The video captures what the bike's intended uses are: namely road, gravel and muddy trail adventures.
Although off-road and gravel is where the Tripster, with its sturdy fat tubes and 40mm tyres, will really come into its own, it goes without saying that the bike looks more than suitable for commutes too. The video shows the sort of riding an adventure/gravel bike can be used for by cyclists, emphasising the fun types of riding you can get up to on an adventure/gravel bike around the roads and trails of Britain.
Our man Dave Arthur is reviewing a Tripster AT right now: his test build (shown in the unboxing video above) is a non-production spec, and comes with a Shimano XT Di2 mountain bike rear mech operated by R785 Di2 shifters, 40t Praxis Wave Tech chainrings on an Alba chainset, Reynolds ATR carbon wheels with VeeTire Rail 40mm tyres and a Ritchey finishing kit. This build would come in at £3,500, although the price of a frameset is £699.99 on the Kinesis website and a stock build version with Sram Rival 1x gearing, Crosslight wheels and FSA finishing kit comes in at £1699.98.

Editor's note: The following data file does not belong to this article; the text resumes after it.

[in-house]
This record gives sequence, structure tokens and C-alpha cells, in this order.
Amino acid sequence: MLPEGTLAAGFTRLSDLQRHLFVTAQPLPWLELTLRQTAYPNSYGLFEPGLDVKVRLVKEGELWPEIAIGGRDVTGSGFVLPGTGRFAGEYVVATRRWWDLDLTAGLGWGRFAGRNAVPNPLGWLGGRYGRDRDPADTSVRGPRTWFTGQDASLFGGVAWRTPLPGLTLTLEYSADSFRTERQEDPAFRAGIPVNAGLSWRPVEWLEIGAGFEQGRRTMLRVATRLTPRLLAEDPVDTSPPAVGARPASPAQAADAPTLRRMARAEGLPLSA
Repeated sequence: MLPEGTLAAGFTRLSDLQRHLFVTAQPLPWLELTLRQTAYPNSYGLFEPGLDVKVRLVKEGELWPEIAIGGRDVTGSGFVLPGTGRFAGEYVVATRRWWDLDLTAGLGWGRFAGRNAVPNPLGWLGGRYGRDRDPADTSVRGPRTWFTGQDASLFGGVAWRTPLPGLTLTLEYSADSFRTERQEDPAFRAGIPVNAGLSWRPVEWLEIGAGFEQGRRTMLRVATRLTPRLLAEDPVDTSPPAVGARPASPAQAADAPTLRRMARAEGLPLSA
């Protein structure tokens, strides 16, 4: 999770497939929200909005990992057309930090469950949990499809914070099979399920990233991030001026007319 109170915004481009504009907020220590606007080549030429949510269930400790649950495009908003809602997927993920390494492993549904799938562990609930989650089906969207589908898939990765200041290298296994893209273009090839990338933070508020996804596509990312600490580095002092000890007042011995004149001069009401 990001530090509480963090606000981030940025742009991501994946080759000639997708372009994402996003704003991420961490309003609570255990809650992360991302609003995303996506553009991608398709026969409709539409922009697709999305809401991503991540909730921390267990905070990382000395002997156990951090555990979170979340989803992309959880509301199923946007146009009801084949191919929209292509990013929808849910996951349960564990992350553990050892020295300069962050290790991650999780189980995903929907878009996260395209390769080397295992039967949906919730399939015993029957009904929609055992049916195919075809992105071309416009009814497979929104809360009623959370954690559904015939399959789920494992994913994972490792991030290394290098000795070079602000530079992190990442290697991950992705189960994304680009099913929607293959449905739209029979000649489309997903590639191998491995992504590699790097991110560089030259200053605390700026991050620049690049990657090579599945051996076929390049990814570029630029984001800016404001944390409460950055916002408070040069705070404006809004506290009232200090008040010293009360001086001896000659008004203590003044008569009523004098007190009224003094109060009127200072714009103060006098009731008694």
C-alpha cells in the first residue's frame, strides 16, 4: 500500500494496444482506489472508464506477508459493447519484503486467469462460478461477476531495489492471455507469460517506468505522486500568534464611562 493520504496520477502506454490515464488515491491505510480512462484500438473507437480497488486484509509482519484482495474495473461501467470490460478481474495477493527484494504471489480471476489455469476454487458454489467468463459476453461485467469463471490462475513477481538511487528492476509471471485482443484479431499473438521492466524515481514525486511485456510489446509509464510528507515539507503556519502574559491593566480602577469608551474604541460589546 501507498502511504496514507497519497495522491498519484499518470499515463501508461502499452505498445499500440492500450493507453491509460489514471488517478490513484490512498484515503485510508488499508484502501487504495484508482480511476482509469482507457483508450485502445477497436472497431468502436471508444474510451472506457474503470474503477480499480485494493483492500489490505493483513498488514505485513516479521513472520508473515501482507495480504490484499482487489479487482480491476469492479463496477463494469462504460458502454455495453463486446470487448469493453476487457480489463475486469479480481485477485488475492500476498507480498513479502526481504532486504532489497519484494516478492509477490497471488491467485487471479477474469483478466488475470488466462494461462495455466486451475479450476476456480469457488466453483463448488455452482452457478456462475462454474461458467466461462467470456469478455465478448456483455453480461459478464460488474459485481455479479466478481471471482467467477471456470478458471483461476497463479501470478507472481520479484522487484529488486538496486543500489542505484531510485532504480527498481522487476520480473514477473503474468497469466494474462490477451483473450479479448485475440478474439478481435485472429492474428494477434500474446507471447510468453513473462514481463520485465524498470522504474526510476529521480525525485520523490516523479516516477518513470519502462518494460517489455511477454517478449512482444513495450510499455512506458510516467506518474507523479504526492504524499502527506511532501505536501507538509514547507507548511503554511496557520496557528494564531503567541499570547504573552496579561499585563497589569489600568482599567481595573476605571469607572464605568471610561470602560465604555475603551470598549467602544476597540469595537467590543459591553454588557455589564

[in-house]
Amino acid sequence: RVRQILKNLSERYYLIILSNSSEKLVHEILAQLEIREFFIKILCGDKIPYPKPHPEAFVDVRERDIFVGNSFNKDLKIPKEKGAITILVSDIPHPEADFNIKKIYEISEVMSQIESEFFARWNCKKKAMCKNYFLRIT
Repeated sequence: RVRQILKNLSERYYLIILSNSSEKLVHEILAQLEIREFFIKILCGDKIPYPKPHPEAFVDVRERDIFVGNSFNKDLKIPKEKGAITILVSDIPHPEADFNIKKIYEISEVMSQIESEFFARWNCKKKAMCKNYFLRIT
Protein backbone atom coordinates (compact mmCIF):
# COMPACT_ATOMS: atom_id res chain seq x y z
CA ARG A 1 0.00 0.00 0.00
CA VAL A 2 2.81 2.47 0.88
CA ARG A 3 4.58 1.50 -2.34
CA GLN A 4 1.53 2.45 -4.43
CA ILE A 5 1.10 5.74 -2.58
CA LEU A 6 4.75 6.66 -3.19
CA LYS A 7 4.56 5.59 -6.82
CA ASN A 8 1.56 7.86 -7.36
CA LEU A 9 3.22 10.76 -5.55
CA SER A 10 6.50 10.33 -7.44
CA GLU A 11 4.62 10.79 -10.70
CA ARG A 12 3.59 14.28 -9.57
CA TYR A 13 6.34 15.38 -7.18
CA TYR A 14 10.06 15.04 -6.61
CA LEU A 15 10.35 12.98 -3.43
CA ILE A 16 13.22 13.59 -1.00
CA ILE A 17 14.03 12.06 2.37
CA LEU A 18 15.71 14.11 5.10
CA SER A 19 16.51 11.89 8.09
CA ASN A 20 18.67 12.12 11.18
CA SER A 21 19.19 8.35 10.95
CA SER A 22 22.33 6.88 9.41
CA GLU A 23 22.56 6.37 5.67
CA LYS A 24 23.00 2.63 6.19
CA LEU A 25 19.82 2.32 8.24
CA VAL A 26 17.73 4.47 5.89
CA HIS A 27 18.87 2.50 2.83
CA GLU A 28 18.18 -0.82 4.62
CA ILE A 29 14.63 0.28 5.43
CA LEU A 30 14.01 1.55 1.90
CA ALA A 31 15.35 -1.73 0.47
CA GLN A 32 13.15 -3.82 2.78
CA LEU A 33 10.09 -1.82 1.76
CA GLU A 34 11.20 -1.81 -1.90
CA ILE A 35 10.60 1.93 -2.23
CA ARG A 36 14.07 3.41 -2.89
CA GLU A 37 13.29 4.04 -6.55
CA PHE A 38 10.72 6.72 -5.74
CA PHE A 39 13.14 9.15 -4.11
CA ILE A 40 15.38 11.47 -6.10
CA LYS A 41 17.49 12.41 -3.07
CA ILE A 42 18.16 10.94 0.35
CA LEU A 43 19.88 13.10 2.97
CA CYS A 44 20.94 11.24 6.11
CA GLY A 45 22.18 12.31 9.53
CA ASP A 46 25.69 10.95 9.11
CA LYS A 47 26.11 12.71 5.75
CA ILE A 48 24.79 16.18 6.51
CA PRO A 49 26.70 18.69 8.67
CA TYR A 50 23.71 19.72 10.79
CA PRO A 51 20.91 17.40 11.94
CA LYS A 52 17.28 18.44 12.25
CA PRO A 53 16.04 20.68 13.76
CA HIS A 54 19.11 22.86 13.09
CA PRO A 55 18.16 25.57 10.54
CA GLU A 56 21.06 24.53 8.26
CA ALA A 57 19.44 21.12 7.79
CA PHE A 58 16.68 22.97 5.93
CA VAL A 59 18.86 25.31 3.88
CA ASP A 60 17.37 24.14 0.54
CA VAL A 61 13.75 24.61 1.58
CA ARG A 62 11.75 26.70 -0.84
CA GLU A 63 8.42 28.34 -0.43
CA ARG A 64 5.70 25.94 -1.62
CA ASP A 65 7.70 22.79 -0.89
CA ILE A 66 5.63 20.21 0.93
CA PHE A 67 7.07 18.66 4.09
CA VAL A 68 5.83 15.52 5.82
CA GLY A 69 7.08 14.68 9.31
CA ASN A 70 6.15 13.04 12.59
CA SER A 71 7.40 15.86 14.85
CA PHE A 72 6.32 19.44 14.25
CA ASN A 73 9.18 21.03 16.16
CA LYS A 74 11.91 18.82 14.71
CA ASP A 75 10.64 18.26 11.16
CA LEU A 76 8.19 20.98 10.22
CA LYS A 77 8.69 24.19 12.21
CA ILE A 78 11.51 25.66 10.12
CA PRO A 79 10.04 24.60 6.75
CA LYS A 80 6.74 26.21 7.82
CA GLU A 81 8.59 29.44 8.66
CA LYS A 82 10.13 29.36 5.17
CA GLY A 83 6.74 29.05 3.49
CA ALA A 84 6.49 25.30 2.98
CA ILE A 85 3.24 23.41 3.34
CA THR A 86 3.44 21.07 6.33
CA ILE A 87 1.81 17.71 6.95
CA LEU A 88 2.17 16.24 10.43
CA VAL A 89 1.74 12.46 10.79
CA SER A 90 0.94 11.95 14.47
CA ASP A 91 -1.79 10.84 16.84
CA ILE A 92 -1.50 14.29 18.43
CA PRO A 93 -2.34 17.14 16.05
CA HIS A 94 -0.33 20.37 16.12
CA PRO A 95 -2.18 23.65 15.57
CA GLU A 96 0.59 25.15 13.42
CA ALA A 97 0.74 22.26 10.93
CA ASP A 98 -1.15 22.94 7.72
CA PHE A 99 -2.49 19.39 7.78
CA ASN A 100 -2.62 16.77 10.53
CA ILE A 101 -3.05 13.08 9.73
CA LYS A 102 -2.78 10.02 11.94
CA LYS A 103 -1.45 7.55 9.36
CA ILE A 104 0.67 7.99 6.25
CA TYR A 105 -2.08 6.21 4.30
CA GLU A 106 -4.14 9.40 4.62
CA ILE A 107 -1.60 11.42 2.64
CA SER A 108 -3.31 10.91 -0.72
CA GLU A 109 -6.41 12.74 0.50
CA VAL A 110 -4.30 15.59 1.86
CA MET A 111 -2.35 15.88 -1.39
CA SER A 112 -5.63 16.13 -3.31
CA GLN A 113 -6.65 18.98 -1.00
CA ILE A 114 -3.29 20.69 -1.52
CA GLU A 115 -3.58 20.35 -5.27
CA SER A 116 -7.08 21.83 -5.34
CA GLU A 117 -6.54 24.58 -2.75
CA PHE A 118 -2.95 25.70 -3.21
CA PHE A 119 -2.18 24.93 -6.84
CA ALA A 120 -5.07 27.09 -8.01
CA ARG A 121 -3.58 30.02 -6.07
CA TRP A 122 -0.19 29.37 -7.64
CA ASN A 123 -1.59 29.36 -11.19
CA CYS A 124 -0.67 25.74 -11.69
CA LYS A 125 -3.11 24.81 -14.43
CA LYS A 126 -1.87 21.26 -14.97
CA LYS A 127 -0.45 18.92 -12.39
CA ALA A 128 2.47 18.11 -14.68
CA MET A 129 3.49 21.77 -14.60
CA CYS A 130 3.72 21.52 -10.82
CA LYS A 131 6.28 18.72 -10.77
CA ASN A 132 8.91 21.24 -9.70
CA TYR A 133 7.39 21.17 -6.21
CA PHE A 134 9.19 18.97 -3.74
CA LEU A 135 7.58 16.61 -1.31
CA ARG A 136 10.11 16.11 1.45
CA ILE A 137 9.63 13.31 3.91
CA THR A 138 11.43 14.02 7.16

Arriving at road.cc in 2017 via 220 Triathlon Magazine, Jack dipped his toe in most jobs on the site and over at eBikeTips before being named the new editor of road.cc in 2020, much to his surprise. His cycling life began during his students days, when he cobbled together a few hundred quid off the back of a hard winter selling hats (long story) and bought his first road bike - a Trek 1.1 that was quickly relegated to winter steed, before it was sadly pinched a few years later. Creatively replacing it with a Trek 1.2, Jack mostly rides this bike around local cycle paths nowadays, but when he wants to get the racer out and be competitive his preferred events are time trials, sportives, triathlons and pogo sticking - the latter being another long story.